Child Protection Policy and Booklet launched
Placement Solutions Takes The Lead On Child Protection
I have to admit to feeling quite proud on August 9 when we launched our new ChildProtection Policy and accompanying booklet. We are, as far as I am aware, the first agency of our kind in Australia to document such a policy.
Our policy is certainly the first of its kind to be approved by Child Wise, one of Australia’s leading not-for-profit child sexual abuse prevention organisations.
Over 40 people attended our launch and received training in the policy and in child protection more broadly. However, this didn’t happen without a huge amount of work beforehand. We’ve been lucky to have working with us on the policy a lawyer with experience in child protection, who is now working with the Royal Commission into Institutional Responses to Child Sexual Abuse.
Why did we need to go through all this? In our view there is simply not enough child protection provided by the current laws and regulations covering in-home care. For instance, Victorian law does not mandate nannies to report child abuse or the indicators of it. In contrast to some states in the USA, where all adults are mandated to report child abuse, in Victoria this ‘privilege’ is given only to select groups.
Our belief is that adults – parents, carers or otherwise – have a moral and ethical responsibility to keep children safe and protect them from harm including, of course, physical or emotional abuse. We endeavour to always consider and act in ‘the best interests of the child’, as outlined in the United Nations Convention on the Rights of the Child, and it is this principle that has driven, and formed the basis of, our policy.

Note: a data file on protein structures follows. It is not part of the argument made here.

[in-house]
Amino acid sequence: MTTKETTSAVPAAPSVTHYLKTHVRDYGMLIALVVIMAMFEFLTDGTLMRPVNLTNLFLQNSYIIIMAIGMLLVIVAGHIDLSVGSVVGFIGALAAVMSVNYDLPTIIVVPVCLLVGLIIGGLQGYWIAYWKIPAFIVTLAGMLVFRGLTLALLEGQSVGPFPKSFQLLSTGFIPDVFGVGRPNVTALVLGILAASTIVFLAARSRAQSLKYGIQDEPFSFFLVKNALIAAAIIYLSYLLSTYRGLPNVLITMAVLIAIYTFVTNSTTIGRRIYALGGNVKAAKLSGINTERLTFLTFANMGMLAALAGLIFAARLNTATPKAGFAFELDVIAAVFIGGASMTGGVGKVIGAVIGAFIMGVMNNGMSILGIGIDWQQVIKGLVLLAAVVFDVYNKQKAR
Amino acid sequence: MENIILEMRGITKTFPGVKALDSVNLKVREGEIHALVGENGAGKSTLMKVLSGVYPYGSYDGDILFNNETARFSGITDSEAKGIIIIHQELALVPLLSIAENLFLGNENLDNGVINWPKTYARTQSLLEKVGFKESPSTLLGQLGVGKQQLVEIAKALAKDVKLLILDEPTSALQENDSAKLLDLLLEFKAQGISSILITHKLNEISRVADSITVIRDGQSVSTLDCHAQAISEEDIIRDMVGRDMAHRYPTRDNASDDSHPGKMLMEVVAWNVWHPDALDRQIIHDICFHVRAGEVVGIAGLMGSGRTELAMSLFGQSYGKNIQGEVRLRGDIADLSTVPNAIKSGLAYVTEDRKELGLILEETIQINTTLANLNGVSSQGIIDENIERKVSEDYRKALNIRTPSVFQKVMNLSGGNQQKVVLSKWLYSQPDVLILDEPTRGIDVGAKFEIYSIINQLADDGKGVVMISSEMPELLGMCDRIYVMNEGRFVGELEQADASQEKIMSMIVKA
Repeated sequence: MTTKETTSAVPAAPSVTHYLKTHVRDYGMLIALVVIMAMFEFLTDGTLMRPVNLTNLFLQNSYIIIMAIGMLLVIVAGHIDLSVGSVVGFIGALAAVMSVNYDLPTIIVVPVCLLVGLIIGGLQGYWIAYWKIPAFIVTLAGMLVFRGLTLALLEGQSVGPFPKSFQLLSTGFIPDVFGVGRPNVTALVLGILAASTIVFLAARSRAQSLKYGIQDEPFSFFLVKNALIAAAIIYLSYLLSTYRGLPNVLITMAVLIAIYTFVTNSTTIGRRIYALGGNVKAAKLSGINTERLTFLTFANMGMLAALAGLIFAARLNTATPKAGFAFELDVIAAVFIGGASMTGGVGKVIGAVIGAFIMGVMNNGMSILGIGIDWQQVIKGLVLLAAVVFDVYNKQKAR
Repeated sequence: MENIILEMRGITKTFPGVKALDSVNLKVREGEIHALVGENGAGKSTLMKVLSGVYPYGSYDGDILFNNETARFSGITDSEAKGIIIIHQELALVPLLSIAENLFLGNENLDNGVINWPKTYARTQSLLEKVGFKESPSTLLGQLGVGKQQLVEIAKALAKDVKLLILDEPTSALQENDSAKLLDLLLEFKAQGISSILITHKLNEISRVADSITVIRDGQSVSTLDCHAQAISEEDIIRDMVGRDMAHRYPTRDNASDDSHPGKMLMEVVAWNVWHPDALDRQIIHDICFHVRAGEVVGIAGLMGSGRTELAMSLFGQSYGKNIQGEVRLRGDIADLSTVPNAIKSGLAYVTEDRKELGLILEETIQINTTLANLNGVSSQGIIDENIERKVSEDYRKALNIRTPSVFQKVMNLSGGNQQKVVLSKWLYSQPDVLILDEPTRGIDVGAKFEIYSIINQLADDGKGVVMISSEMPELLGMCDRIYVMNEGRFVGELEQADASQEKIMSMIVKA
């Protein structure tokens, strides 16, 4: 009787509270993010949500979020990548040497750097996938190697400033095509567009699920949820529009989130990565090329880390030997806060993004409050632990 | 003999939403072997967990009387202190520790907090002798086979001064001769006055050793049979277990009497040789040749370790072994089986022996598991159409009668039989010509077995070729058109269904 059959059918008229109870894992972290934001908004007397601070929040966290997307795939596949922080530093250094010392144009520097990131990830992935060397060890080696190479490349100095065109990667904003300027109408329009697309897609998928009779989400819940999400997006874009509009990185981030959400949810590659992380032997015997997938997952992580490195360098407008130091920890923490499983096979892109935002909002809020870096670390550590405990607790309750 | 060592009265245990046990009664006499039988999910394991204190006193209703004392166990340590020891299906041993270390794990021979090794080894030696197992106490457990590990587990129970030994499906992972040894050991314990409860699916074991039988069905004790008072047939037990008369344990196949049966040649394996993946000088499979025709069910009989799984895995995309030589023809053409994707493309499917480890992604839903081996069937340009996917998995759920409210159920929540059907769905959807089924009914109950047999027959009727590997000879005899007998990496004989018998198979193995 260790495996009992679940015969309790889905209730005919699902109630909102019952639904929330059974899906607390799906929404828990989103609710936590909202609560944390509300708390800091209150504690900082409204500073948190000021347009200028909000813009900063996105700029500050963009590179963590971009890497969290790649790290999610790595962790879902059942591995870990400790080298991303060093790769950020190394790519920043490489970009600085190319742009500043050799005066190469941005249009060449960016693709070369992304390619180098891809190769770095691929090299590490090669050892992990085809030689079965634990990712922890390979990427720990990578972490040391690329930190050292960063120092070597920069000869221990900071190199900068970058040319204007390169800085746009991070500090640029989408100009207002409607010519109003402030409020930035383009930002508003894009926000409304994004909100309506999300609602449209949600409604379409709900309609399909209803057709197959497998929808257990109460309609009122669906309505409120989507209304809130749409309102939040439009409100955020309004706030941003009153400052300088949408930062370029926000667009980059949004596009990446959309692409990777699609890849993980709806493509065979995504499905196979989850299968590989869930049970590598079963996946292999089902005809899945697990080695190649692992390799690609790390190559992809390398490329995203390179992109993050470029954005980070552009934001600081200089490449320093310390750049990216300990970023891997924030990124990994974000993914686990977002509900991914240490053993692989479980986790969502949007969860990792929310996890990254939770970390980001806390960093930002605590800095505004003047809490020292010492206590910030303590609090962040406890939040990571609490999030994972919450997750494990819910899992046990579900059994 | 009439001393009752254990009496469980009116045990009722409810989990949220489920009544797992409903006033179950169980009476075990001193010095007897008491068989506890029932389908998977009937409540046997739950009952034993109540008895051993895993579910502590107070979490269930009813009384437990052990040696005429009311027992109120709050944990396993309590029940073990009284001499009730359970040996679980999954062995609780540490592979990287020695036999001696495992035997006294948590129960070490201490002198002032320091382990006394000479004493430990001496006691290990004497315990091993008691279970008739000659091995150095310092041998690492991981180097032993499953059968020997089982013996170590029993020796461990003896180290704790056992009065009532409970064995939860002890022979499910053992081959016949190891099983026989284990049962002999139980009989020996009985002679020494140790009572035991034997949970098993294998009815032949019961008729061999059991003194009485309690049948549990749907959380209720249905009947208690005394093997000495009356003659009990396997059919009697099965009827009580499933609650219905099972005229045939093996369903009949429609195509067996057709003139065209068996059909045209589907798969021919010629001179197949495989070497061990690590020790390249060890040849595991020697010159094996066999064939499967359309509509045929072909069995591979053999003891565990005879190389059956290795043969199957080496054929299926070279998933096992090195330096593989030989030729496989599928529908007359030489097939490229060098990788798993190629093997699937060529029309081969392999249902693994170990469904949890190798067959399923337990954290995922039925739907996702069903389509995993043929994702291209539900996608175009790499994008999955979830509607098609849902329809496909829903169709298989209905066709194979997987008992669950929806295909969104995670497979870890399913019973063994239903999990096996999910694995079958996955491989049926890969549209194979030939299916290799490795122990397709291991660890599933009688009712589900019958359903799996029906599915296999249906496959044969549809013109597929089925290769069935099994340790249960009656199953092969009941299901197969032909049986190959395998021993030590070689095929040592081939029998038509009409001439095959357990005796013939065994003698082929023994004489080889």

Of course a policy isn’t much use unless it can be put into practice, so with this in mind we are providing training to all our staff and nannies in its implementation. What this means, first and foremost when it comes to child abuse, is knowing what to look for.
Child abuse is statistically broken up into four areas: sexual abuse, emotional abuse (including bullying), physical abuse and neglect. While sexual and physical abuse tend to get most of the media attention, emotional abuse and neglect can be equally serious. It goes without saying that many instances of abuse involve more than one of these.
In our training we learnt some challenging statistics, including that 94 per cent of allabusers are men. However, when a woman does abuse, the situation tends to be serious.
The vast majority (95 per cent) of abusers are known to and trusted by the child. And, while it may seem obvious, it is worth reminding that abusers don’t look different to anybody else.
Our policy document is comprehensive, outlining everything from child abuseindicators to legislative and legal requirements on those reporting abuse, and what to do, and not do, in response to an allegation. We include a step-by-step guide to reporting and a code of conduct.
This policy will be central to our operation from now on.
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